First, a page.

There are two sides to my base, so that each person (should I happen upon a bed mate!) can control their own bed. Plus partner disturbances are minimised. Two things: there’s a manual adjustable head and back rest, which moves to 6 different incline positions. And the rigidity adjusters – yes, that’s their name – vary the tension on the slats, so that each side can be made firmer or softer. The posture slats are designed to work with your mattress in absorbing your body weight and movement, which reduces pressure on your body.
And electric blankets?
Yes, if you really want to use one, electric blankets don’t harm latex mattresses. But it is best to choose an electric blanket with thin wires. I, however, have to add that I don’t advise using electric blankets in general – TERRIBLE EMF stuff going on, again, defeating the clean sleeping vibe. Just so you know.
And don’t they get hot?
Not so much. I looked into this, even though I tend to sleep cold. There are MANY forums devoted to people debating this topic. Check them out if you’re curious. The concern is that latex is a closed cell material, so it doesn’t allow the air to circulate as much. But good brands overcome this with carefully placed pin core holes studded throughout. The holes go all the way through, so that the mattress can breathe. My mattress also has a ventilation band, which allows for extra breathing, and keeping a neutral temperature. This was a big part of why I chose this mattress… trust me, I tested a few!
I’ve tested out my Bio Latex mattress for 6 weeks now. The experience is a unique one: while it’s a lovely firm feel, at the same time it has a “snuggliness” that makes you feel like the mattress is hugging you. There’s no other way to describe it. It’s complete support. I also invested in The Comfort Shops latex pillows – which are lovely and firm, too. I have neck issues…the combo – of the snuggly-but-firm mattress and the pillows – seems to be helping this. The bed certainly doesn’t get hot and, despite REALLY hot nights of late, I’ve been waking up with the general feel that the bed hasn’t got “sweaty”. Do you know what I mean? The whole experience feels clean and airy.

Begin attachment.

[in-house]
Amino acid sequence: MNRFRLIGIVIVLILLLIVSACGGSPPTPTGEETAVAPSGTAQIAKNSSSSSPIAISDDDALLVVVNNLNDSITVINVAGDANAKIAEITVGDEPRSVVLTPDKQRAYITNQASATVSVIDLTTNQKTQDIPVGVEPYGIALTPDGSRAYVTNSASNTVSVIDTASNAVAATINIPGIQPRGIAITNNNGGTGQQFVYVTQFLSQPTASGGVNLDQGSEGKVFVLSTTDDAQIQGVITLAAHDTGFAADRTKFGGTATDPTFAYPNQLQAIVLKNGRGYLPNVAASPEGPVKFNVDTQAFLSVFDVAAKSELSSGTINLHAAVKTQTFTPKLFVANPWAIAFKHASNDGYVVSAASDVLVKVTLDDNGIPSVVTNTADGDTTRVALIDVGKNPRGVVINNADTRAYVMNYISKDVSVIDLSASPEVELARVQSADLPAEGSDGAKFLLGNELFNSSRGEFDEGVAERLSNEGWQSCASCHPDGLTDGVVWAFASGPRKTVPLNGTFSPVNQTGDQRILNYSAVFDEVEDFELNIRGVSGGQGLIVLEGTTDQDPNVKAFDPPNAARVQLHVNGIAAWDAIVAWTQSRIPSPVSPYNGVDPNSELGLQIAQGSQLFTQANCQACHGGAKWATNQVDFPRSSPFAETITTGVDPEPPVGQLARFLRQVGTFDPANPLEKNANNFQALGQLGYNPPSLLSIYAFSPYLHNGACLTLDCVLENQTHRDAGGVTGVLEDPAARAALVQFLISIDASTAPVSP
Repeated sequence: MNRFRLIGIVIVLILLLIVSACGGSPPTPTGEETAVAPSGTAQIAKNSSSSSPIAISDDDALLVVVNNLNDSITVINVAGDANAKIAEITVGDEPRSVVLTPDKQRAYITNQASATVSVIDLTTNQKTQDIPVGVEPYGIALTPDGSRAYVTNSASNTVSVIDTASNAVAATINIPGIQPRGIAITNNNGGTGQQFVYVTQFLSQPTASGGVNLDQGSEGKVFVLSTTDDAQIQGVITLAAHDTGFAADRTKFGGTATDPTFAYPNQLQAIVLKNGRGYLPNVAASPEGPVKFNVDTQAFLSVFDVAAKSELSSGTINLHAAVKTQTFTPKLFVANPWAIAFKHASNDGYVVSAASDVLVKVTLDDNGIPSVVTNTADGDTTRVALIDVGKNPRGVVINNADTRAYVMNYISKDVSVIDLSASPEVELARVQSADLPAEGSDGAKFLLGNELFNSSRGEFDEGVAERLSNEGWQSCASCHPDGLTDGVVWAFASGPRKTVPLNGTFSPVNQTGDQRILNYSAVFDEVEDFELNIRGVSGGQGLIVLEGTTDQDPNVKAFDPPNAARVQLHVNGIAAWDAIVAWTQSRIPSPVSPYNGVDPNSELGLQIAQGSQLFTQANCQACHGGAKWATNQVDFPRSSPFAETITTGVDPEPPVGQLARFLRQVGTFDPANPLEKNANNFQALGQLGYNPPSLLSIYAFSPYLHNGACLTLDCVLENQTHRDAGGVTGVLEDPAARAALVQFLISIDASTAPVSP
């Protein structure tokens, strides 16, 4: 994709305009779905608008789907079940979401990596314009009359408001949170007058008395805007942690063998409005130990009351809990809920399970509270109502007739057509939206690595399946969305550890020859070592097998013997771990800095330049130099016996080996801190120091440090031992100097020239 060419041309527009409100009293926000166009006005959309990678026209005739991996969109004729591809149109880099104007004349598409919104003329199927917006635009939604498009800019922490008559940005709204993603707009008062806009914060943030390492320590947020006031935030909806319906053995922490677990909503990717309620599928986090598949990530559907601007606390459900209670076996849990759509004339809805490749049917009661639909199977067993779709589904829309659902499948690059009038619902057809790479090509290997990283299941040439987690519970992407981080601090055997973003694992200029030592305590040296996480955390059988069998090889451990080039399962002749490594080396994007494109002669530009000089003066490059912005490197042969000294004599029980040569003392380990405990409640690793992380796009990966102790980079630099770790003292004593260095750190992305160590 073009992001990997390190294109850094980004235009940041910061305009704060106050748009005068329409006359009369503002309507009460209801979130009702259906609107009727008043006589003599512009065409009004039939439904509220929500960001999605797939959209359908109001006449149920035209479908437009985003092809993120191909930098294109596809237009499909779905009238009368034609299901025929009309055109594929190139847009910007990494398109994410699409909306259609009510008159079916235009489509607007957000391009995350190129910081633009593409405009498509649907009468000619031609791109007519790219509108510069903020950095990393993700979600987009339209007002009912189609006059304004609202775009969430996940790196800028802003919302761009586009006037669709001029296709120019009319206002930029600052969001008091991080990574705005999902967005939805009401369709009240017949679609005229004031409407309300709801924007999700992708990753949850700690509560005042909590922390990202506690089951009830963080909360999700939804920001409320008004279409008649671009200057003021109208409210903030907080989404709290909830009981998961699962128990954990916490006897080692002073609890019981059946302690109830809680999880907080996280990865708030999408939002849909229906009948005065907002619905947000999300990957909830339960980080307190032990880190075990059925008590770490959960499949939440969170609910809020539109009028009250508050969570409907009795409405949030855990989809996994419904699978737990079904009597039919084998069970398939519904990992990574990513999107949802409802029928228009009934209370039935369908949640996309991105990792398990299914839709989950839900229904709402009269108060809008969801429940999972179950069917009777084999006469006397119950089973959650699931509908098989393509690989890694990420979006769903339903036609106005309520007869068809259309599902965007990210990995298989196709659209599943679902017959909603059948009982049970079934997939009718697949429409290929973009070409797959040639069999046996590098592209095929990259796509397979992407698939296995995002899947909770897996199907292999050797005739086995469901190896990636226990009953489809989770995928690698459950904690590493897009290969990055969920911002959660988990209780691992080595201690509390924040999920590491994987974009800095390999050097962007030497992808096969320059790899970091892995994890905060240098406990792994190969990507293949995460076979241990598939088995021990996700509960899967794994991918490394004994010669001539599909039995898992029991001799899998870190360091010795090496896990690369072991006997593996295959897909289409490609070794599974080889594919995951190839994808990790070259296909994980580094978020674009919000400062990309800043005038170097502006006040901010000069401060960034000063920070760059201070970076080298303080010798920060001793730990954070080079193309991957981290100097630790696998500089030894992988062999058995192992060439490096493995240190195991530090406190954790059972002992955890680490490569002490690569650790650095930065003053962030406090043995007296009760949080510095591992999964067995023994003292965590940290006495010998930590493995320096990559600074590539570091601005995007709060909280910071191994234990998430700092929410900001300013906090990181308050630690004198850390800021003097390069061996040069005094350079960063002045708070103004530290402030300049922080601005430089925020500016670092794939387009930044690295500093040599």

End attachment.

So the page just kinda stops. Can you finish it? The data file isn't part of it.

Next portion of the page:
Am I sleeping better? I am. I’m actually sleeping all the way through the night (most nights). It only occurred to me the other day that this had been a consistent thing for a good few weeks now. There are a number of factors contributing to my insomnia, but having something snuggly-but-firm to collapse into each night is certainly making a difference.
PS: Don’t throw away your old mattress. Recycle it!
If you are in the market for a new mattress, consider what you do with the old one. There are a number of restrictions on getting rid of mattresses because most people don’t want to sleep on yours. Surprisingly! Waste centres won’t usually take them because of the bulk, or charge a higher fee. For a cost effective removal of your old mattresses and bases, check out Landsavers.
Feel free to post questions below…and please add your own Simple Home ideas and tips…I’ll be updating posts and creating new ones with the information I find (and will be sure to link back to you!)….
Posts on sarahwilson.com may contain links to sponsors and affiliates with the capacity to receive monetary compensation, which helps to support the growth and development of this site. Giveaways are sponsored promotions and will always be stated as such on the post. Books, eBooks and other products that align with my site and ethos may potentially be accepted for review, but please respect my desire not to clutter my life with “stuff” before you send your wonderful product or press release. I am not a medical professional; rather, a wellness advocate, therefore anything written by myself on this site is my own (researched) opinion and not advice from a trained doctor. Here is a full breakdown of my position on sponsored posts and advertising.